Have you heard the latest from the GPG about the FCOI and RCR requirements for your NSF REU? Unless you work in the Office of Research and Sponsored Programs, your first response to this question is probably, “Huh?” Now that you are most likely confused, you may decide to not read this article any further. If you feel confused about what is going in this article, then that is not good for me – the writer – as I have already lost you, and therefore, lost your interest in reading further (but please read on, as there is a purpose for all of this confusion!).
The point I want to make in this month’s article is that, as a grant writer, it is your responsibility to make your ideas and research clear, concise, and relatable to the committee or audience that will be reading the proposal. Why does audience matter? First of all, the audience is the group of readers who decide whether or not your grant will be funded. Since your audience has the ability to decide the fate of your grant, it is important to consider what information they need to know. To know your audience is to know how you will define your purpose. If my opening sentence confused you, then that clearly shows that I did not consider you, my reader, when I wrote this article. Therefore, you may decide not to read further, and then the purpose of my article is lost. To make sure that you are always considering your audience when writing and developing your grant proposals, begin by answering these questions as you are writing:
1. Who is your audience? Is the committee or panel made up of scholars from a wide variety of disciplines or from a very focused area of study, such as biology? Are they members of the general community without expertise in your field? Are they researchers or members of a corporate board? The people who read your proposal will very much impact what you write in your grant proposal and how you write it.
2. Purpose—what does your audience need to know? The goal of every grant proposal is to define the purpose of the writer—the need or issue that the writer wants to address. While most grants have specific criteria and questions that you will need to answer, the people who make up your audience will also impact the type of information you should include to define the purpose of the proposal. If you are writing to a committee from a wide array of disciplines, such as a mix of people from the sciences and humanities, certain people within the group may need more background information versus a National Science Foundation (NSF) committee made up of biologists. To make sure that you are defining the purpose clearly for your group of readers, consider asking yourself these questions:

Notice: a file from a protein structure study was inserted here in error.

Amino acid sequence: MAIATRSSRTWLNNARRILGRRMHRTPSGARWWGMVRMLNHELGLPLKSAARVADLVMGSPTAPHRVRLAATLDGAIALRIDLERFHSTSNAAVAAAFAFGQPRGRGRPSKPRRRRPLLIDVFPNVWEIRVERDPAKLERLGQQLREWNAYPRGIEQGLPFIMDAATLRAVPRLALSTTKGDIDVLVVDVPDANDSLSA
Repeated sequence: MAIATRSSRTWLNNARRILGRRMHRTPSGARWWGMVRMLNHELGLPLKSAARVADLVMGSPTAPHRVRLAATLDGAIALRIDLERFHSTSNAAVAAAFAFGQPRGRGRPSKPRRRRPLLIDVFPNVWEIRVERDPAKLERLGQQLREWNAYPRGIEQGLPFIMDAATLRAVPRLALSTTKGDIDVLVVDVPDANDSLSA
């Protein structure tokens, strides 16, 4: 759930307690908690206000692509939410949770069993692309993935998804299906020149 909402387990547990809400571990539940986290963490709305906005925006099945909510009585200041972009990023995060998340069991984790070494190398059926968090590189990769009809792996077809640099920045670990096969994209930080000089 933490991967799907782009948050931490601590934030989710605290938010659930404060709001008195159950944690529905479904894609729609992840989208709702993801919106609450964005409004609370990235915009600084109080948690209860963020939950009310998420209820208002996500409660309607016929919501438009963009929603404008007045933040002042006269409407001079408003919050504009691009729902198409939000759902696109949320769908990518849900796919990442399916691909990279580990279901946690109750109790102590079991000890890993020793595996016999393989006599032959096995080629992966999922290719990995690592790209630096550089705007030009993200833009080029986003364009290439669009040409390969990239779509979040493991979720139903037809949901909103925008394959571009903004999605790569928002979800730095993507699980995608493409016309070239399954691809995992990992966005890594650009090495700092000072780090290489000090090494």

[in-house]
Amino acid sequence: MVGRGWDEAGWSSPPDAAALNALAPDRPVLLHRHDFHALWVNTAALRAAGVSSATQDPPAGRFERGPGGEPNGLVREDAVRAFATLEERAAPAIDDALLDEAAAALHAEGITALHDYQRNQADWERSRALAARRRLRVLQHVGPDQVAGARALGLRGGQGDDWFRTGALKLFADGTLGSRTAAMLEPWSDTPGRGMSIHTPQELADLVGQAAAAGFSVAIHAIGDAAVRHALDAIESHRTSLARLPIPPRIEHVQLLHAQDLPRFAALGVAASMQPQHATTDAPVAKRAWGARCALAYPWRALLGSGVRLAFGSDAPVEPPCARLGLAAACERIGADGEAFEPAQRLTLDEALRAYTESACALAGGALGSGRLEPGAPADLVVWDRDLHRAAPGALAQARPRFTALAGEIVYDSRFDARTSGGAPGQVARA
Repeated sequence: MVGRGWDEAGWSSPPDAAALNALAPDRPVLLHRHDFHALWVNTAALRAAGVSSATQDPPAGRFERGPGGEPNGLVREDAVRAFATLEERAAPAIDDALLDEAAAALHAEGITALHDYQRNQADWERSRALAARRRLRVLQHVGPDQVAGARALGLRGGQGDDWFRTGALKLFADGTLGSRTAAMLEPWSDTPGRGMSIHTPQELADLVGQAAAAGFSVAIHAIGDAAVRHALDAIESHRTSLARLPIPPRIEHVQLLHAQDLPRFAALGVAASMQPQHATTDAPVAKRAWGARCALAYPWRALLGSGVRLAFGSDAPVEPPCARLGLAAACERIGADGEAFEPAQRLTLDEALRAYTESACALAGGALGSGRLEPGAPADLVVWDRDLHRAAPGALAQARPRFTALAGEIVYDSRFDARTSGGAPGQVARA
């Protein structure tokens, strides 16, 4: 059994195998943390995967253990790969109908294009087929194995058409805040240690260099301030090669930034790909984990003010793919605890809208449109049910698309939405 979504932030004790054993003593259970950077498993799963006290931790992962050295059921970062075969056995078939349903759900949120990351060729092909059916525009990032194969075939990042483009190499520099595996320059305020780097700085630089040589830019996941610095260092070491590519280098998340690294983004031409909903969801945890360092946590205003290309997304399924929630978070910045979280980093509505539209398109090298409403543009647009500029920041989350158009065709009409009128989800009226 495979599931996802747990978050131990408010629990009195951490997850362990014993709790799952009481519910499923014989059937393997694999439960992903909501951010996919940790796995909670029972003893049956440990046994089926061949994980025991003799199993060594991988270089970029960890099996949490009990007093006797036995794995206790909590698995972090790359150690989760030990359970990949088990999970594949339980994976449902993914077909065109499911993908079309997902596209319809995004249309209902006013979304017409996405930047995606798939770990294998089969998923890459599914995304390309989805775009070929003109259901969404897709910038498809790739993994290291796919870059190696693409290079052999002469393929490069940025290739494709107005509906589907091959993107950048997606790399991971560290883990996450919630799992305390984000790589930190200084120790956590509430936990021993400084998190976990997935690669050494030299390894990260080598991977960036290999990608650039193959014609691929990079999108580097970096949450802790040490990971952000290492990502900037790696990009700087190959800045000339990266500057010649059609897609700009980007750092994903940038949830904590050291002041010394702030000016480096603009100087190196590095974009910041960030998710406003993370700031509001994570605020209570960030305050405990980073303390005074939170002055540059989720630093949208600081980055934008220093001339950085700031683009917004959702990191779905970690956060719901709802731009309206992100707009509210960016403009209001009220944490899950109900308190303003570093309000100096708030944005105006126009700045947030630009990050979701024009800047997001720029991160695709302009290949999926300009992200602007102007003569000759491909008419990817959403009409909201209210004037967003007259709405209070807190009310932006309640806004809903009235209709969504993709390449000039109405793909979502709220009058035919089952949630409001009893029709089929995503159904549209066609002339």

- Who will benefit from the project? Who will be involved in the project?
- What goals or objectives will the project fulfill? What will the project accomplish
- Why is this project important? Why should the reader care about your project?
- How will the project be carried out?
If you can address these questions clearly, then you have a better chance of addressing what your readers need. Also keep in mind that different readers will want to know different things. While a panel of colleagues may want to hear more about the technical merit of your idea, a panel of community members may want to hear more about how the project will benefit the local region.
3. What language should you use to address your audience? The language you use to explain your purpose is as important as defining the purpose itself. Again, if you are addressing a committee from a variety of backgrounds, then you may need to use a common set of vocabulary that everyone will understand; likewise, you may need to define (or avoid) jargon or acronyms commonly used in your field of study. However, if you are writing a biology proposal to an NSF committee of biologists, then it is safe to say that you can use technical, scientific language comfortably within the context of your proposal.
When you determine your audience and their needs, then you can better determine how to help your proposal achieve its ultimate purpose – getting funded. Appealing to the needs of the audience will make your writing and your overall argument stronger. Remember that you want to convince readers to fund your project, and keeping them in mind as you write will shape every piece of information you share with them. By meeting their needs, you will be meeting your own.